Team Creates Automated Method to Assemble Story-Driven Photo Albums
Phys.Org (01/07/15)

Disney researchers have developed a method for selecting photos based on quality and relevance, and to order them in a way that makes narrative sense. Previous efforts on automated album creation have relied on arranging photos based mostly on chronology and geo-tagging. However, the Disney researchers found when people were asked to choose and assemble five photo albums that told a story, the individuals took photos out of chronological order about 40 percent of the time. Preference testing using Mechanical Turk found people preferred these annotated albums over those chosen randomly or those based on chronology. The researchers developed a model that creates albums based on a variety of photo features, including the presence or absence of faces and their spatial layout, overall scene textures and colors, and the aesthetic quality of each image. The model also incorporated learned rules for how albums are assembled, such as preferences for certain types of photos to be placed at the beginning, in the middle, and at the end of albums. The researchers used a machine-learning algorithm to teach the model how people use those features and what rules they use to assemble photo albums.


Simulations Aimed at Safer Transport of Explosives
Argonne National Laboratory (01/07/15) Jim Collins

University of Utah researchers are using supercomputing resources at the Argonne Leadership Computing Facility (ALCF) to simulate a 2005 accident in which a semi truck hauling 35,000 pounds of explosives through the Spanish Fork Canyon in Utah crashed and caught fire, causing an explosion that left a 30- by-70-foot crater in the highway. The researchers, led by University of Utah professor Martin Berzins, are performing large-scale three-dimensional simulations on Mira, ALCF's 10-petaflops IBM Blue Gene/Q supercomputer, to study the physical mechanisms that led to deflagration-to-detonation transition (DDT), the process that led to the accident. "The main focus of our simulations is to determine why the fire escalated to detonation," says researcher Jacqueline Beckvermit. The researchers spent more than two years and more than 100 million computing hours to successfully simulate the detonation. The simulations were a challenge due to the complex nature of DDT, which involves several strongly correlated processes, such as chemical kinetics, pressure waves, and turbulence, all occurring in multiple spatial and temporal scales. "The ultimate goal of our project is to propose ideas on how to package explosives for transport to make sure accidents like this don't happen any more," Beckvermit says.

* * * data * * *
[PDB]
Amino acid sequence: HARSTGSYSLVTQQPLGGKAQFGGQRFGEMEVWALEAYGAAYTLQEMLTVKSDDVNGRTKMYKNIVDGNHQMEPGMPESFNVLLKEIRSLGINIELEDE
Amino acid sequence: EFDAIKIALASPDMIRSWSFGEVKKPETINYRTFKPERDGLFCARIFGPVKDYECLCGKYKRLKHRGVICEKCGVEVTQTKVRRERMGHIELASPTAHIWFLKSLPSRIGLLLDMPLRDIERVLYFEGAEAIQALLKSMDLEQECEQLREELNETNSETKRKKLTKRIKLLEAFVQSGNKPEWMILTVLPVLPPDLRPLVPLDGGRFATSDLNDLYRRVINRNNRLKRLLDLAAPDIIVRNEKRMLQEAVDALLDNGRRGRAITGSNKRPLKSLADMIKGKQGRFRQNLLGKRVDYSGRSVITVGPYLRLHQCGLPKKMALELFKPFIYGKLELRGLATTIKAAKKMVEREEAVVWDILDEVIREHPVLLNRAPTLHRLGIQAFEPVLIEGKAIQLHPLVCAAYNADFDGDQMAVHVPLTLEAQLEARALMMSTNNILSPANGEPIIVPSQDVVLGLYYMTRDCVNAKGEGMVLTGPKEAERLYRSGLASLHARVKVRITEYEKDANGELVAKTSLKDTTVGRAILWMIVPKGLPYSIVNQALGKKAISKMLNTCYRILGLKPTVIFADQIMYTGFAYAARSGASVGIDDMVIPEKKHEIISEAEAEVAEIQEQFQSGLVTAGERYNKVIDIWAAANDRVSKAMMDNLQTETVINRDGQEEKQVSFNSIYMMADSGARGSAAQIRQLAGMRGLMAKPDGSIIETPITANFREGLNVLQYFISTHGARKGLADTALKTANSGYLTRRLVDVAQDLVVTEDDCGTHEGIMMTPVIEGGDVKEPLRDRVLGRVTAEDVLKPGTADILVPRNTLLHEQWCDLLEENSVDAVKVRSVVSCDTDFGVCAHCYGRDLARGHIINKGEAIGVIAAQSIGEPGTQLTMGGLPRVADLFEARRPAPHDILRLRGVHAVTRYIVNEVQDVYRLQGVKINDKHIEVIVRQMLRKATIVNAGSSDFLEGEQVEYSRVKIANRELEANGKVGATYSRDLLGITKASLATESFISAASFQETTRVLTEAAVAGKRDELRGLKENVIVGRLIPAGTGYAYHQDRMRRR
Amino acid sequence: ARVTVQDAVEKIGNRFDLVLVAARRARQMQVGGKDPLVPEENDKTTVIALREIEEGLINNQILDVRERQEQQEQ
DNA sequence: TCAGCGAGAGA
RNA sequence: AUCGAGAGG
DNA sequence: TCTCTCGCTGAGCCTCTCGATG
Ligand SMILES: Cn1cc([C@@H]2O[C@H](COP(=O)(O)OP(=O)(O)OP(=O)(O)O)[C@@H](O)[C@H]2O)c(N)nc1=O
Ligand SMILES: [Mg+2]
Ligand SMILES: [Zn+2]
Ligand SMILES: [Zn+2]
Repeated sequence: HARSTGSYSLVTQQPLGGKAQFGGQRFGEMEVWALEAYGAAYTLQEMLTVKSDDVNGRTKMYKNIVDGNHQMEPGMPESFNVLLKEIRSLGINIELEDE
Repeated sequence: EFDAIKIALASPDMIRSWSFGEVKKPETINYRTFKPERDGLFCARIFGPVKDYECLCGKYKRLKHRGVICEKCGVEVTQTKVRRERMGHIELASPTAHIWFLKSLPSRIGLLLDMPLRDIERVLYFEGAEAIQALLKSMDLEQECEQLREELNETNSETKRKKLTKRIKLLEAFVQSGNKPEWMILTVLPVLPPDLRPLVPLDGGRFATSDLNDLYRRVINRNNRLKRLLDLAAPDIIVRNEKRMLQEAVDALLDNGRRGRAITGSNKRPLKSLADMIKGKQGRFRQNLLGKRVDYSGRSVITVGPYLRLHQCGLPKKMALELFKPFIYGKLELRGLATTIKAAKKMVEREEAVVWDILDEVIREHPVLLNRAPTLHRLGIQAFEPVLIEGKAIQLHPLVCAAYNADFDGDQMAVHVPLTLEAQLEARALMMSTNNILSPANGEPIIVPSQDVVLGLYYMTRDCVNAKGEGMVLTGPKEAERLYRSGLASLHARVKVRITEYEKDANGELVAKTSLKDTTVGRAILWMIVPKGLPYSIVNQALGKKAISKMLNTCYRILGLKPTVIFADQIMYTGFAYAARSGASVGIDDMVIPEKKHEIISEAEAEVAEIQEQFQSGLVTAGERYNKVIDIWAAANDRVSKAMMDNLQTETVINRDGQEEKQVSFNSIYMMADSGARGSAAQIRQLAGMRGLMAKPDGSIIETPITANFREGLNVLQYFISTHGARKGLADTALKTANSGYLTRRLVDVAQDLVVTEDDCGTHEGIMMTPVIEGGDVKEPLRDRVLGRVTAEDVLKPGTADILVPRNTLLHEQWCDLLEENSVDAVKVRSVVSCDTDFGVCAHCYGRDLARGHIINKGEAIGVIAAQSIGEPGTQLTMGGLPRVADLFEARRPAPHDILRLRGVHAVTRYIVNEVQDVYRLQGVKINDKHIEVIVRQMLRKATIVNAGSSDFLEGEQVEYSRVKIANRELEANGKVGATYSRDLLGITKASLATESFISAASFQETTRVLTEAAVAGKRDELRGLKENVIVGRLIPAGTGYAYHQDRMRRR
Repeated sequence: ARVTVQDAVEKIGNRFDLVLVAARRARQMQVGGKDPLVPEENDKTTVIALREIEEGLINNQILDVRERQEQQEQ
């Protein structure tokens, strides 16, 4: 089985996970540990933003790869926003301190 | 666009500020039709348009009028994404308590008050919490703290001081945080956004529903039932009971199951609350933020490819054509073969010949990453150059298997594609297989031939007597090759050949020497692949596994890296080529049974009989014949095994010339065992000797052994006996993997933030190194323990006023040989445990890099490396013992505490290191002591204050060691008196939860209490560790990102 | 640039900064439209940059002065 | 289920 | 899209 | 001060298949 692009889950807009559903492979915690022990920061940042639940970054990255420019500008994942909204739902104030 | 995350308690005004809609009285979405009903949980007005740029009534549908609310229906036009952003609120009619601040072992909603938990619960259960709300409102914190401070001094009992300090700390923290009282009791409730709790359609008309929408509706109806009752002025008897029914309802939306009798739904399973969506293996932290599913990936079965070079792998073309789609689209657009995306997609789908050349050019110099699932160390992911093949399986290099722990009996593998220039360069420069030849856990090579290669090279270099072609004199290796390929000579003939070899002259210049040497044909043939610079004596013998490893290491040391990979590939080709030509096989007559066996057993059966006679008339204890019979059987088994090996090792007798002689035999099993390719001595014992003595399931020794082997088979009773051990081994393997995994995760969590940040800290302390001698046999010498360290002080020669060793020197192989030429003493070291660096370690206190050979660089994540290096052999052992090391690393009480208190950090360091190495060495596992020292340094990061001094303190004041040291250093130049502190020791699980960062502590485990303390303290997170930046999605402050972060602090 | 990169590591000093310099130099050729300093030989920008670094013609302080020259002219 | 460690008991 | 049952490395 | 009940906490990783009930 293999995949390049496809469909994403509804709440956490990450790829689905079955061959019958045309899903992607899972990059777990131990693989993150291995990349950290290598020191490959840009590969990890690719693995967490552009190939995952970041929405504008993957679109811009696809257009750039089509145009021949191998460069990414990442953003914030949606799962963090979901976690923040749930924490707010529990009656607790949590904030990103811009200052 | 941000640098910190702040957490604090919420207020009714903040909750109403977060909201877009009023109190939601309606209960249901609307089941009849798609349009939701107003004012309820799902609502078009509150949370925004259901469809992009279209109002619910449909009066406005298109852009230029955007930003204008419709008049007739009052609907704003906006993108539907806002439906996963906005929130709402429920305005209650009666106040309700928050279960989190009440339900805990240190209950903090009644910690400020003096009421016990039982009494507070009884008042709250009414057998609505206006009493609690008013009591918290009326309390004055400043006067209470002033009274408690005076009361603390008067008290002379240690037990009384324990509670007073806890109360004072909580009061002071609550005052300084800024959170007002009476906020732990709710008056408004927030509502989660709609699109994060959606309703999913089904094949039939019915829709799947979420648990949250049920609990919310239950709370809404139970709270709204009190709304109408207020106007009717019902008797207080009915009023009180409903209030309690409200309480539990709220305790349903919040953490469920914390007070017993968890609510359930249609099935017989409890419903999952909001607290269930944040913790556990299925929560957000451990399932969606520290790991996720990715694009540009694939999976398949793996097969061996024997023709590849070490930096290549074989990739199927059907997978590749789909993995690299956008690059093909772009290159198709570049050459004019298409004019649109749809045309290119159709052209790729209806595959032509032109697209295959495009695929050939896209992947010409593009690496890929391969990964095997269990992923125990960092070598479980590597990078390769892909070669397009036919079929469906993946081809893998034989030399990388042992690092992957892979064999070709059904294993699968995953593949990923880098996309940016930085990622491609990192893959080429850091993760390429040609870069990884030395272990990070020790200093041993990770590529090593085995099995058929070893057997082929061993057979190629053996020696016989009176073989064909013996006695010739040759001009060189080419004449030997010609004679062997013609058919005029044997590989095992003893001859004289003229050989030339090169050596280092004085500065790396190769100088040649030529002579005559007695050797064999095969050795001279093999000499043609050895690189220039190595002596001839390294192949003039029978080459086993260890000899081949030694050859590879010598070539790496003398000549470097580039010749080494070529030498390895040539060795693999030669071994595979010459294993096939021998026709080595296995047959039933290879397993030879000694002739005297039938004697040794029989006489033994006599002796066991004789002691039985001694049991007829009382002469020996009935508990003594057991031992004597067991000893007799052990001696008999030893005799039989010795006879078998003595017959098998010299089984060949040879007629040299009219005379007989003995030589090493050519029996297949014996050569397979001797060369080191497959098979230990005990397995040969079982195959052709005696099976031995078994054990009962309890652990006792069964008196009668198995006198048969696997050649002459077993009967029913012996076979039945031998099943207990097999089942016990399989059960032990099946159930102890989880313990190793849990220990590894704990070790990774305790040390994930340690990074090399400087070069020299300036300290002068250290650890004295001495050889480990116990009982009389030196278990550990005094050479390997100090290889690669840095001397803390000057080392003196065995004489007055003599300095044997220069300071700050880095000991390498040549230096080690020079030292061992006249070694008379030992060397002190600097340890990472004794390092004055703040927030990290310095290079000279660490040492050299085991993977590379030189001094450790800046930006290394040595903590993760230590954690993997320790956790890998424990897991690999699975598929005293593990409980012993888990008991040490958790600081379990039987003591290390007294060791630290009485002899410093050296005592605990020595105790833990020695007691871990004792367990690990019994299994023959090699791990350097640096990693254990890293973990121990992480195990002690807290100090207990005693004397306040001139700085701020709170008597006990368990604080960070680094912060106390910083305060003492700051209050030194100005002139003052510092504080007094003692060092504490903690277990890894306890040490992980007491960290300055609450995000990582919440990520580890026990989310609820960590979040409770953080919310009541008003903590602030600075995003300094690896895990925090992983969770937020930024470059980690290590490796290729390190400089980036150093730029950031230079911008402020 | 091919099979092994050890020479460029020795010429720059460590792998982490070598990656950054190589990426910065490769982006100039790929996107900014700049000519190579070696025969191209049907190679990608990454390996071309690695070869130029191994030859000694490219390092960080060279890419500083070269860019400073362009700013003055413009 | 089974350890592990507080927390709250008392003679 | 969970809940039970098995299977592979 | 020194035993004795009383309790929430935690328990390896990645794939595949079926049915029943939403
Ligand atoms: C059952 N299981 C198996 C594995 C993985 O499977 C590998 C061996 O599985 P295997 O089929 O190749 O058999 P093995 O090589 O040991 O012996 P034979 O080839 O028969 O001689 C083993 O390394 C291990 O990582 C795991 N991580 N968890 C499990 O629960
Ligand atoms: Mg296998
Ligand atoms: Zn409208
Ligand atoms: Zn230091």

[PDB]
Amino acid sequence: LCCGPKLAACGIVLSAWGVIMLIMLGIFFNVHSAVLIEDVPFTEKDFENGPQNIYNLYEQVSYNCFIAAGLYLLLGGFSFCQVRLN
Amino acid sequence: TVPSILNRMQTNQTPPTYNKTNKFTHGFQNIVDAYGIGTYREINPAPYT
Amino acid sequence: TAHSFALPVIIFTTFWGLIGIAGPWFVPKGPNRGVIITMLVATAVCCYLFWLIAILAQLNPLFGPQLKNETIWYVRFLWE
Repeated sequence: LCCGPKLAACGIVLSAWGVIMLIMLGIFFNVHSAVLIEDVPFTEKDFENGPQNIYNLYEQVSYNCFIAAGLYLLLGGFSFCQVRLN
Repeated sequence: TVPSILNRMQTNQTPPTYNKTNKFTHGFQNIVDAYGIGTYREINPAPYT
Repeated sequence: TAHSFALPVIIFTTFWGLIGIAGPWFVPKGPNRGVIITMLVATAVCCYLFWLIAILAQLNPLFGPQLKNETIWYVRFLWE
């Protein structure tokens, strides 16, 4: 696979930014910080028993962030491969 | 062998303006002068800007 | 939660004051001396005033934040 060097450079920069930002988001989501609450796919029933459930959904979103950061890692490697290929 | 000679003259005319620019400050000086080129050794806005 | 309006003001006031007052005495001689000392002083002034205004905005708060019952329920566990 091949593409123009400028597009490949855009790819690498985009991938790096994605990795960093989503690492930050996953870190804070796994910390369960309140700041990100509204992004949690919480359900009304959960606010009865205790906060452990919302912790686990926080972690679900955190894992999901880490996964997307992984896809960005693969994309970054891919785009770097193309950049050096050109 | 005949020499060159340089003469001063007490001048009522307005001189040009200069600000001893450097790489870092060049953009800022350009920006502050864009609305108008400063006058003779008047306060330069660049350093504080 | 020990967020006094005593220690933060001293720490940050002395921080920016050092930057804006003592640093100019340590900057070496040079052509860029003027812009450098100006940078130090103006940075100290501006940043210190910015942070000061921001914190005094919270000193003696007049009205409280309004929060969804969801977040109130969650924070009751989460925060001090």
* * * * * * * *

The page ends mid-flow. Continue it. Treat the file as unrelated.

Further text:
No Need to Panic--Artificial Intelligence Has Yet to Create a Doomsday Machine
The Conversation (01/06/15) Tony Prescott

Last year saw several major figures in science and industry raising concerns about artificial intelligence (AI), chief among them physicist Stephen Hawking, who warned AI could surpass human intelligence, potentially leading to the end of humankind. However, University of Sheffield professor Tony Prescott says the day people create such dangerous AI is far off. Numerous tests have been proposed for gauging the progression of computer intelligence, from computing pioneer Alan Turing's Turing Test to the more exacting Lovelace 2.0 test announced last year. The last year also saw a computer "pass" the Turing Test, but Prescott says the winning chatbot, which purported to be a 13-year-old that spoke English as a second language, was more a clever gimmick than a true evolution in computer intelligence. Prescott believes for the foreseeable future AI's intelligence capabilities will be entirely defined by the humans creating and working with it, and "it will be a long time before these tests will demonstrate anything other than how far machine intelligence still has to go before we will have made our match."